Upper Gastrointestinal Diseases Treatment

The Treatment


When non-invasive methods fail, surgery is recommended. Surgeries are performed on an outpatient basis under general anaesthesia. Surgeries can be performed through open or laparoscopic methods. While open surgery involves a large incision on the chest or abdominal wall (depending on the region of disease), laparoscopy involves minimally invasive techniques performed through tiny incisions through which a long tube with a camera and other surgical instruments are inserted.


Laparoscopic Fundoplication

During the procedure, your surgeon wraps the upper part of the stomach, the fundus, around the lower oesophagus to create a valve, suturing it in place. It prevents stomach acid and food from flowing back into the oesophagus and is indicated for GORD and hiatal hernia. The incisions are closed and covered with small bandages.

Cancer resection

Cancers of the upper gastrointestinal tract may be treated with surgical removal of the cancer and a surrounding margin of healthy tissue. Some of the common surgeries involved are gastrectomy for stomach cancer and oesophagectomy for oesophageal cancer. The surgery aims at treating cancer by surgically removing the whole or part of the organ affected along with a margin of healthy tissue. Most often, affected adjoining tissues, organs and lymph nodes are also resected to ensure complete elimination of the cancer and to prevent spread to the rest of the body.

Hiatal hernia repair

In this procedure, the hiatal hernia, stomach bulging though the hiatus (hole in the diaphragm, which allows the oesophagus to open out into the stomach) is pushed back to its correct position and the opening of the hiatus narrowed.

Heller myotomy

Heller myotomy is a surgical procedure performed to open tight sphincter muscles by cutting the thick outer muscle from the oesophagus to the stomach. This is usually followed by a partial fundoplication to prevent reflux following the surgery. The surgery allows food to pass easily into the stomach. Thjis can be done as a laparoscopic operation or a POEM which is performed using a gastroscope through the mouth without any incisions.

The Treatment

Post–operative information

After surgery, you should keep the incision area clean and dry You may feel soreness around the incision areas. Your surgeon will prescribe pain medicine or non-steroidal anti-inflammatory drugs (NSAIDs) for the first few days to keep you comfortable. If the abdomen was distended with gas, you may experience discomfort in the abdomen, chest, or shoulder area for a couple of days while the excess gas is being absorbed. Contact your doctor immediately if you have a fever, vomiting, chills, increased pain, bleeding or fluid leakage from the incisions, chest pain, shortness of breath, leg pain or dizziness.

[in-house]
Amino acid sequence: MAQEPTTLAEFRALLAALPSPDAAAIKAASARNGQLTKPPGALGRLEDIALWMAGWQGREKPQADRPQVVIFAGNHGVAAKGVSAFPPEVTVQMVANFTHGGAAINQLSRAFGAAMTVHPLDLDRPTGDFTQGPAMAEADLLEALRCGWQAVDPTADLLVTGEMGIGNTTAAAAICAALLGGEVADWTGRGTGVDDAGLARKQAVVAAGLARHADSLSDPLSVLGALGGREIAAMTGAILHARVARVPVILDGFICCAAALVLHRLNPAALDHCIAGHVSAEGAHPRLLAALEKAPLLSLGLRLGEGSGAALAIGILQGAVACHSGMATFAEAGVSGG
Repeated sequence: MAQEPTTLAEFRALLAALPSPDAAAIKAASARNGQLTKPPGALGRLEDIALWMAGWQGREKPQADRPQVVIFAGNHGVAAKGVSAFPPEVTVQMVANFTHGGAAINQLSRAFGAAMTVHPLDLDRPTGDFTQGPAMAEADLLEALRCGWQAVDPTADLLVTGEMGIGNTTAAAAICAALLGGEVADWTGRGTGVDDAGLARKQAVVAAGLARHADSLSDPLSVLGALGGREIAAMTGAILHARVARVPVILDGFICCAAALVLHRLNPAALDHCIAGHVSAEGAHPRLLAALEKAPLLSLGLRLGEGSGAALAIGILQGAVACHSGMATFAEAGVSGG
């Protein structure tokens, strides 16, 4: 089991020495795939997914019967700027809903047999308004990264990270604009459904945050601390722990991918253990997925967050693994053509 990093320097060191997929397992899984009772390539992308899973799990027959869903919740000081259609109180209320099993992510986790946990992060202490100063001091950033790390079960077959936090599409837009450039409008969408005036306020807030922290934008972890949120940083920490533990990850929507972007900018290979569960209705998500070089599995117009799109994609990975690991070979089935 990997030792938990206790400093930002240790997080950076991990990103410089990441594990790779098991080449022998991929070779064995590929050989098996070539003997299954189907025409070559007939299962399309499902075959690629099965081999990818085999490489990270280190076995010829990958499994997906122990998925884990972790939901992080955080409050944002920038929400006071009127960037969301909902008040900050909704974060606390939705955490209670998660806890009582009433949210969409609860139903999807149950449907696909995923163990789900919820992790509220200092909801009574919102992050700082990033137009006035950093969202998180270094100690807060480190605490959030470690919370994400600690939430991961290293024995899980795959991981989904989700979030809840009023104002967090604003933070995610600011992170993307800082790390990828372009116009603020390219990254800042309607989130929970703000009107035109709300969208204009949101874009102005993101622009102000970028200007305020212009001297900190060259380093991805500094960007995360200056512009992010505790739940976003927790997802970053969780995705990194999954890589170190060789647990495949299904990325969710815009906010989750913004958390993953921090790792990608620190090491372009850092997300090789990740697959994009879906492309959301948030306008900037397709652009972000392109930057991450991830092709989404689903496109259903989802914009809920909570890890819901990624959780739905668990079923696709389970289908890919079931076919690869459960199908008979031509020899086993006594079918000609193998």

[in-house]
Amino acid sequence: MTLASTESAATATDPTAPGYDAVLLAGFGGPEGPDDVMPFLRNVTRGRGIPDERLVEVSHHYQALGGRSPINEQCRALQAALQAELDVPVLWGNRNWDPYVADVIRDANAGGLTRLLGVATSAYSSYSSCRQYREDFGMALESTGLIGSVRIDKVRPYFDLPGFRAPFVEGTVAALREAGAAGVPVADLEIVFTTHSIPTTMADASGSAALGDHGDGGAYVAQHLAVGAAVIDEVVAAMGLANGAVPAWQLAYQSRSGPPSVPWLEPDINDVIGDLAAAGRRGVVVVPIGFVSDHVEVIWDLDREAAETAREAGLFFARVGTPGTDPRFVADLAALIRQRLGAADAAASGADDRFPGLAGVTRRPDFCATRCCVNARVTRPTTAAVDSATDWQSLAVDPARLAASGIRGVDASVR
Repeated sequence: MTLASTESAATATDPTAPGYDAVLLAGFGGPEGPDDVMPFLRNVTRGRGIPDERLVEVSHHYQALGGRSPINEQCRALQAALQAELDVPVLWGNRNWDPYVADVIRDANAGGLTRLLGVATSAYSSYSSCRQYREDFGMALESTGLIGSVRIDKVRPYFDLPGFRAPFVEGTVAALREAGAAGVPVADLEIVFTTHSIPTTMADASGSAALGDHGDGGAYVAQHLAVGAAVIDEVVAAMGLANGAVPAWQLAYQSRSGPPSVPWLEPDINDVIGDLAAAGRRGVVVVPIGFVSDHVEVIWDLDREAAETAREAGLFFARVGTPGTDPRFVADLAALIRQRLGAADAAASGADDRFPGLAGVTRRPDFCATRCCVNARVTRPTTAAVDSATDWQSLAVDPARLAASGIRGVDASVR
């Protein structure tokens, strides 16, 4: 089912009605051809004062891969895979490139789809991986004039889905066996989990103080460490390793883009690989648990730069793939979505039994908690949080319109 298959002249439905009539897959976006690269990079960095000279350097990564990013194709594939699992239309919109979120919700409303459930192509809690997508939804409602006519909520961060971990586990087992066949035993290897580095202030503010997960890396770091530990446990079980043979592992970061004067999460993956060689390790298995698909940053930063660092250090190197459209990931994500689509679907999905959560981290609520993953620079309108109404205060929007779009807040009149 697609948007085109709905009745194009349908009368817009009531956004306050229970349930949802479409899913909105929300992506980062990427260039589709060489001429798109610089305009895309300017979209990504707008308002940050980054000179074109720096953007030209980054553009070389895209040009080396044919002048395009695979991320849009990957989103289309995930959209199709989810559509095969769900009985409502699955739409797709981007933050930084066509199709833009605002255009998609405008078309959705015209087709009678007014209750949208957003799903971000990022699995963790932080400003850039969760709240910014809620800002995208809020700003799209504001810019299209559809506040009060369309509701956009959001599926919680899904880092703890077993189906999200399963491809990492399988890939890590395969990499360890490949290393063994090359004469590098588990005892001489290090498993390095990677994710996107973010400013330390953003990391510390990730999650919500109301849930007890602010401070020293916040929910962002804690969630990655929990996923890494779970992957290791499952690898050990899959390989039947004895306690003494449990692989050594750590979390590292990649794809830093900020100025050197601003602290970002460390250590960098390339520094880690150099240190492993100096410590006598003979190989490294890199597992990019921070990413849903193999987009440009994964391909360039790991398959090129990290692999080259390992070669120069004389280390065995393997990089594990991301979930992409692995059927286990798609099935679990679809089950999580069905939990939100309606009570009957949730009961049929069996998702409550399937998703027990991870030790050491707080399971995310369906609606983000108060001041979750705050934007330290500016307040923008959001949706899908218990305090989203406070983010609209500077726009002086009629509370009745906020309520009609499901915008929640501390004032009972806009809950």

Benefits of this approach

Surgical management of upper gastrointestinal conditions can provide considerable relief from symptoms and improve your quality of life.


Before upper gastrointestinal surgery, you will be given specific instructions as to your diet. You may be instructed not to eat or drink anything or to be on a liquid diet prior to the procedure. Your surgeon will also tell you what medications you can take and which ones to avoid.


Most often, upper gastrointestinal surgery results in positive outcomes where you obtain complete relief from your symptoms. However, as with any surgery, they may involve certain risks and complications which include fever, infection, injury to adjacent nerves, blood vessels and organs, swallowing difficulties, gas embolism, adhesions (extensive scar tissue formation in the surgical area) and recurrence.

Post-op stages of recovery and care plan

After some of the procedures you will be given specific instructions with regard to your diet. You are recommended to start with soft food and slowly progress into your regular diet. You are advised not to lift heavy objects for up to 8-12 weeks after the surgery. Avoid driving for a few days after surgery. You are encouraged to start walking as early as possible to reduce the risks of blood clots and pneumonia. Your recovery after surgery will depend on the procedure and the care that you take in following your surgeon's care plan.


Down-time - lifestyle or off work duration

Most surgeries will allow you to resume your regular activities within a week after the procedure. However, complete recovery takes around two to three weeks.


Any costs involved will be discussed with you prior to your surgery.


Extensive research is being done to find better treatment options for upper gastrointestinal diseases. Some of the recent studies are:

  • Natural Orifice Transluminal Endoscopic Surgery and Upper Gastrointestinal Tract.J Gastric Cancer. 2013 Dec; 13(4): 199–206doi: 10.5230/jgc.2013.13.4.199;Published online 2013 Dec 31.1
  • Novel treatment options for perforations of the upper gastrointestinal tract: Endoscopic vacuum therapy and over-the-scope clips. World J Gastroenterol. 2014 Jun 28; 20(24): 7767–7776doi: 10.3748/wjg.v20.i24.7767;Published online 2014 Jun 28. 2
  • Obesity Surgery Society of Australia & New Zeland
  • The International Society for Diseases of the Esophagus
  •  Australia &New Zeland Gastric & Oesophageal Surgery Association
  • Epworth Healthcare
  • Fellow of the Royal Australian College of Surgeons